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In Greek mythology, Semele (Roman equivalent: Stimula), daughter of Cadmus, was the mother of Dionysus (the Roman Bacchus by Zeus.

Zeus's wife, Hera, a jealous and vain goddess, discovered the affair while Semele was pregnant. Appearing as an old crone, Hera befriended Semele, who confided in her that her husband was actually Zeus. Hera pretended not to believe her, and planted seeds of doubt in Semele's mind. Curious, Semele demanded of Zeus that he reveal himself in all his glory as proof of his godhood. Though Zeus begged her not to ask this, she persisted and he agreed. Mortals, however, can not look upon a god without dying, and she perished. Zeus rescued the fetal Dionysus, however, by sewing him into his leg. A few months later, Dionysus was born. This leads to his being called "the twice-born".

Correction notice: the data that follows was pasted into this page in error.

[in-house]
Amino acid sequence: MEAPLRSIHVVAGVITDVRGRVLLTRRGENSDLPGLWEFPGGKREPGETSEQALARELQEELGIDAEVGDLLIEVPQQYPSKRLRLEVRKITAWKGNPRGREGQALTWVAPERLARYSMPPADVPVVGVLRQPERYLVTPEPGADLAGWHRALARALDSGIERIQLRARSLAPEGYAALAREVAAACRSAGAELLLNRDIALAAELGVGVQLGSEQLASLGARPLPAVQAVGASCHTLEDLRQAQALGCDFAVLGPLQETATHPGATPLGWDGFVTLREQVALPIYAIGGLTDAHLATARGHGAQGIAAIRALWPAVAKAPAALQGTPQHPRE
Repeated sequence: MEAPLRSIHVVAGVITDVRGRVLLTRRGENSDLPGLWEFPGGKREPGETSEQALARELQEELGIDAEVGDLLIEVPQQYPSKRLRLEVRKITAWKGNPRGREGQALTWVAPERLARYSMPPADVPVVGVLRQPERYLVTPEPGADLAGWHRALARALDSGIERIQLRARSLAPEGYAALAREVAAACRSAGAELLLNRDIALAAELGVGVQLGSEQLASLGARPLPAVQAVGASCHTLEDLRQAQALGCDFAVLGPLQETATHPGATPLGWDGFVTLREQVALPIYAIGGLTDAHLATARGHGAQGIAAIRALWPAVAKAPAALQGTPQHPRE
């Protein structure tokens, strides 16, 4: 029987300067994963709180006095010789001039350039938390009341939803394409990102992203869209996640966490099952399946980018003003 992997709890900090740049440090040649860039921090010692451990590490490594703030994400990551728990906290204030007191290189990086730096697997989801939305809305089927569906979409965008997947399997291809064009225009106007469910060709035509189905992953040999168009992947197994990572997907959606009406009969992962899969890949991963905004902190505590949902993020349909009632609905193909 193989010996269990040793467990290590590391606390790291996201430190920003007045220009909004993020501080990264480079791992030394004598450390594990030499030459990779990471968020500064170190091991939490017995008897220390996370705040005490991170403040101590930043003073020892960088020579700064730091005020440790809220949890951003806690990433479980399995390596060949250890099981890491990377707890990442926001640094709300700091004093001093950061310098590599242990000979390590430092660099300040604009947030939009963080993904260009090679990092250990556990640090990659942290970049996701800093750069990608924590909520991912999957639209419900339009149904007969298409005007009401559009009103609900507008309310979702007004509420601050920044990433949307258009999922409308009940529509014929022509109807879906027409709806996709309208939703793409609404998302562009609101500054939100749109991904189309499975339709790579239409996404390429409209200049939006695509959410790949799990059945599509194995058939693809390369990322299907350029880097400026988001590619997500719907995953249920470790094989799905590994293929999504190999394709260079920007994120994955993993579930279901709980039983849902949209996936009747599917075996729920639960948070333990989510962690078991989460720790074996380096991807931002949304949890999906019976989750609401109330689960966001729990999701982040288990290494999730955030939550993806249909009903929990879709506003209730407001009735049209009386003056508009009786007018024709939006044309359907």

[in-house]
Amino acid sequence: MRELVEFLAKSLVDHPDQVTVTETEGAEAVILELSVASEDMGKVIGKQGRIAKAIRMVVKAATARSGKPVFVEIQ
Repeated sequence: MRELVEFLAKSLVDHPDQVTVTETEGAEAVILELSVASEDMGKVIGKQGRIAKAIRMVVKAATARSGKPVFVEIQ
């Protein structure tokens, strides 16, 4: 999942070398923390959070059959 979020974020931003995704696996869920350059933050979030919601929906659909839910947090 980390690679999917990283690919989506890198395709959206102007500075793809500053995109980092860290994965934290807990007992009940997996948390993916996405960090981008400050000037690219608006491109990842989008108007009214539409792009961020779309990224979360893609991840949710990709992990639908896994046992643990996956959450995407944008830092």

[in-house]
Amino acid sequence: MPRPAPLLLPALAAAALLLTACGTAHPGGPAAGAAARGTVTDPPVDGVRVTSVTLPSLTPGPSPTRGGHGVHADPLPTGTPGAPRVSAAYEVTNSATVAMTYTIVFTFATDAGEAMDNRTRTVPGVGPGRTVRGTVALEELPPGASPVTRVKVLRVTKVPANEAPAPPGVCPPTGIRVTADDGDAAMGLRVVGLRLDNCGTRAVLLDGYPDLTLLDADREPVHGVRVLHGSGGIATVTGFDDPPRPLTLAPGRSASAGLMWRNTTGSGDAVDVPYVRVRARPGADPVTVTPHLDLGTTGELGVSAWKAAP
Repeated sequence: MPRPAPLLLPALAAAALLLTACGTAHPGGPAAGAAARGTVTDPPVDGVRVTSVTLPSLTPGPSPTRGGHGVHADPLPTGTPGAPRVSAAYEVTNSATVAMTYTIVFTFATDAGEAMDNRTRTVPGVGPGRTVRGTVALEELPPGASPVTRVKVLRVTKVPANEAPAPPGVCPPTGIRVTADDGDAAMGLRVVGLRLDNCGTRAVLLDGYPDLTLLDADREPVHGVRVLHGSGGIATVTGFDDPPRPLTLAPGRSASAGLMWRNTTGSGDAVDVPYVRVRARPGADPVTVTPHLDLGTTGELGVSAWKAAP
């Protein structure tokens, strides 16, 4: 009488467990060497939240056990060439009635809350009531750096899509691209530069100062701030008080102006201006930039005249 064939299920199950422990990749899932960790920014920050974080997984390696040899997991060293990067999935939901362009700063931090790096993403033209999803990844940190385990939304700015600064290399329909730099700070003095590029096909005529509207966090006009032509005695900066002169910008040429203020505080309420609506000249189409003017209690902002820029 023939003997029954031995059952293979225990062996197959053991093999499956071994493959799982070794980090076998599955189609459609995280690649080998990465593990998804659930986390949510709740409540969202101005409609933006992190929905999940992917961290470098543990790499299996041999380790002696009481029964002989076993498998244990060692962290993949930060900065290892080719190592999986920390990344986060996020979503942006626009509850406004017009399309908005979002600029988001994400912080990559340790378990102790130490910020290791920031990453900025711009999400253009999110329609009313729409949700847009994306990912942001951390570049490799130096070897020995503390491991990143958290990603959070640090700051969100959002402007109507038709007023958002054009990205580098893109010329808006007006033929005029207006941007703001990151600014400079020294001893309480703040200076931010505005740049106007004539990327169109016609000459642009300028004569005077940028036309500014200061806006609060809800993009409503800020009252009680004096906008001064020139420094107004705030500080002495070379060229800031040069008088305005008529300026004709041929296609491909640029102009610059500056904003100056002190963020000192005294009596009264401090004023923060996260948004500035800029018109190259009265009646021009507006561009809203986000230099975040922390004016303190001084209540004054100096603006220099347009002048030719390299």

The story was the basis of an oratorio, Semele, by George Frideric Handel, first performed in 1744. The libretto was based on a work of 1710 by William Congreve, with additions by Alexander Pope.

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